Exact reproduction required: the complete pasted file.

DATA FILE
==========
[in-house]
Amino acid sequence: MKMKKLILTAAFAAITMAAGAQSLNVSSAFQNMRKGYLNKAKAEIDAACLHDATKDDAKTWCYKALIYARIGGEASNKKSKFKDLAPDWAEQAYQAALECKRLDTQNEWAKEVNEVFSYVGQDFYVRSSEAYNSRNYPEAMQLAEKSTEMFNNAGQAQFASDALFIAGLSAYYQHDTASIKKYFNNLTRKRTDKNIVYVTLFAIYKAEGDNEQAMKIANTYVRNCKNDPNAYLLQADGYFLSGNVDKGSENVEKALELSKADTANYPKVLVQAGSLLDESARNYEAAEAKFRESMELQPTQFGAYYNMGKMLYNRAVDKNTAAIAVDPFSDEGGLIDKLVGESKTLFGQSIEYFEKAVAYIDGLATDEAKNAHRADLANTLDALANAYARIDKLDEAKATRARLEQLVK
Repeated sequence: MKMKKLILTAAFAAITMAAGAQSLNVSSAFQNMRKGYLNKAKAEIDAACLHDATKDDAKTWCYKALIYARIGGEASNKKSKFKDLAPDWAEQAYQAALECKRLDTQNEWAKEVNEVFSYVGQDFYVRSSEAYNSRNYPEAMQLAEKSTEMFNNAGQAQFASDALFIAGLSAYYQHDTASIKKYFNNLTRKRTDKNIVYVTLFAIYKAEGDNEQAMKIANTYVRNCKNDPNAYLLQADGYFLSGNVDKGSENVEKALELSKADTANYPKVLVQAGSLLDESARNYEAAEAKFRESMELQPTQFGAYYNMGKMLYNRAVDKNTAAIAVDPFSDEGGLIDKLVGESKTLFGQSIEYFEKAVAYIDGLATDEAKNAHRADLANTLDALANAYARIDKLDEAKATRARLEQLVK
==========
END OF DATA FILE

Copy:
[in-house]
Amino acid sequence: MKMKKLILTAAFAAITMAAGAQSLNVSSAFQNMRKGYLNKAKAEIDAACLHDATKDDAKTWCYKALIYARIGGEASNKKSKFKDLAPDWAEQAYQAALECKRLDTQNEWAKEVNEVFSYVGQDFYVRSSEAYNSRNYPEAMQLAEKSTEMFNNAGQAQFASDALFIAGLSAYYQHDTASIKKYFNNLTRKRTDKNIVYVTLFAIYKAEGDNEQAMKIANTYVRNCKNDPNAYLLQADGYFLSGNVDKGSENVEKALELSKADTANYPKVLVQAGSLLDESARNYEAAEAKFRESMELQPTQFGAYYNMGKMLYNRAVDKNTAAIAVDPFSDEGGLIDKLVGESKTLFGQSIEYFEKAVAYIDGLATDEAKNAHRADLANTLDALANAYARIDKLDEAKATRARLEQLVK
Repeated sequence: MKMKKLILTAAFAAITMAAGAQSLNVSSAFQNMRKGYLNKAKAEIDAACLHDATKDDAKTWCYKALIYARIGGEASNKKSKFKDLAPDWAEQAYQAALECKRLDTQNEWAKEVNEVFSYVGQDFYVRSSEAYNSRNYPEAMQLAEKSTEMFNNAGQAQFASDALFIAGLSAYYQHDTASIKKYFNNLTRKRTDKNIVYVTLFAIYKAEGDNEQAMKIANTYVRNCKNDPNAYLLQADGYFLSGNVDKGSENVEKALELSKADTANYPKVLVQAGSLLDESARNYEAAEAKFRESMELQPTQFGAYYNMGKMLYNRAVDKNTAAIAVDPFSDEGGLIDKLVGESKTLFGQSIEYFEKAVAYIDGLATDEAKNAHRADLANTLDALANAYARIDKLDEAKATRARLEQLVK